A day in the life: Gifty Brobbey, Ward Hostess
Ward Hostess Gifty Brobbey takes us through a day in her working life.
Ward Hostess Gifty Brobbey preparing food
As a Ward Hostess on Horder Ward in Chelsea, I’m responsible for ensuring that patients undergoing palliative care are fed and have refreshments. As soon as I arrive in the morning, I make cups of tea for patients and change their water jugs.
Then I prepare breakfast, which means I go from Horder Ward on the fifth floor of Granard House down to the kitchen – on some days, I’m constantly in and out of the lift. I make sure I introduce myself to new patients on the ward. They can be nervous initially, but after a while we get to know each other and I soon learn their preferences.
Dishing up the best
As soon as breakfast is finished and cleared away, I give each patient a lunch menu and discuss it with them to encourage healthy eating. There are a lot of options on the menu, which means that I will sometimes be cooking 12 different dishes at the same time. We serve a three-course meal of a starter, a main and a dessert.
It’s really important that patients eat well. If someone asks me for a smaller portion, just a spoonful for example, I’ll give them a spoon and a half – and I usually get a clean plate back. Or, even if a patient doesn’t request any vegetables, I make sure there are some included on their plate if their diet allows it.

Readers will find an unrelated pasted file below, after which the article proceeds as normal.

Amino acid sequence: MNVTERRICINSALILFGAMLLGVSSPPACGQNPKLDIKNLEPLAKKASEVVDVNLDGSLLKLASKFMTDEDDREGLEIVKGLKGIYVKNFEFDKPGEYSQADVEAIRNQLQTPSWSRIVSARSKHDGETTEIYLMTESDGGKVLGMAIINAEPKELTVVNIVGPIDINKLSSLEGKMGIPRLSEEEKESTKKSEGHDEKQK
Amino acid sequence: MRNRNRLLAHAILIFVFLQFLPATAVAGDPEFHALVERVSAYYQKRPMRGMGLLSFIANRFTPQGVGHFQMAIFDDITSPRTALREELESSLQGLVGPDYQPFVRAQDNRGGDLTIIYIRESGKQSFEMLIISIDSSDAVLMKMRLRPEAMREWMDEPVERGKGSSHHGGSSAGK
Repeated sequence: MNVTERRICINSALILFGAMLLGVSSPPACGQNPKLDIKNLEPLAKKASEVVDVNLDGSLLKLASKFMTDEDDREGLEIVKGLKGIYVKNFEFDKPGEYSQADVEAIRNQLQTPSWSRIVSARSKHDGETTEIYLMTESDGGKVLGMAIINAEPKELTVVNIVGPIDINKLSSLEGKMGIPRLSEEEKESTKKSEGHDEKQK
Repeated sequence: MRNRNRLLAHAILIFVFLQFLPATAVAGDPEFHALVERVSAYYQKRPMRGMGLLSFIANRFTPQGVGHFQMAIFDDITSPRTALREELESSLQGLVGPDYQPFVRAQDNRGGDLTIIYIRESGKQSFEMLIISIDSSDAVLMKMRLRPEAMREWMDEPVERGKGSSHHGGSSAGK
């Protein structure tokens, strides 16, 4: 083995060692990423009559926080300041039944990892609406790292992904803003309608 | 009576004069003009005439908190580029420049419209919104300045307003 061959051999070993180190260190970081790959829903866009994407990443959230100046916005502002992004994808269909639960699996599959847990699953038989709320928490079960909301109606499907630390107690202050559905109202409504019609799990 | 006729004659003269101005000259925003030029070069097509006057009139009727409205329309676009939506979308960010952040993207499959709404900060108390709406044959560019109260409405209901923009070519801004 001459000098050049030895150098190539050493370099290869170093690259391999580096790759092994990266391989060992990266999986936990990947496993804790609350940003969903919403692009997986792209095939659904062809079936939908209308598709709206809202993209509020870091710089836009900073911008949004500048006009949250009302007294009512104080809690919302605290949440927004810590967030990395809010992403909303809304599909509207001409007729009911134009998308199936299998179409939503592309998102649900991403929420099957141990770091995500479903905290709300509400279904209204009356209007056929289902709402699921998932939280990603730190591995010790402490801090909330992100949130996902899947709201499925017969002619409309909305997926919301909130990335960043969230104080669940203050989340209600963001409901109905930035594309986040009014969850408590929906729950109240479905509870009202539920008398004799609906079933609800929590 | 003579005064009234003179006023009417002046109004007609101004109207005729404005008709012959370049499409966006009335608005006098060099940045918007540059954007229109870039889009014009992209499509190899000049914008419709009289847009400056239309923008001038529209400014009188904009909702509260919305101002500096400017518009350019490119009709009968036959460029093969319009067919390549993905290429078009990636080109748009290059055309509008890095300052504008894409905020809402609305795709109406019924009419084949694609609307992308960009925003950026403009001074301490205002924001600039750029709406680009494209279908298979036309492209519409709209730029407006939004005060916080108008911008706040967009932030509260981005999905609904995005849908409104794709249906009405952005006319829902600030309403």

I also like to present the meals nicely to whet their appetite. You eat with your eyes, so food has to look appetising.
Between every meal, I offer the patients a cup of tea. I usually have a stock of snacks, such as jelly and custard or cheese and biscuits, as a lot of people ask for them between meals. I also make sure that the dayroom is well stocked for patients and relatives.
In the afternoon, I provide tea and also hand out the menus for dinner that evening and the next day’s breakfast. I always try to personalise my approach to each patient. If someone wants their meals at a different time, I’ll do everything I can to provide it earlier or later.
If a patient requests a specific food, I may not be able to get it that very day, but I’ll try to make it for them as soon as I can. I don’t just see my job as simply serving food, though – it’s part of the wider patient care we provide at The Royal Marsden. Here, the patient always comes first, and I am proud of that.
I enjoy interacting with everyone, and offer support to patients, their relatives and my colleagues. If I see a family has just been given some bad news, I’ll pop my head in and offer a silver service tea. I’ve been working for The Royal Marsden for 13 years and was so happy to win an Our Health Heroes Award last year. It really makes me feel like I’m making a difference.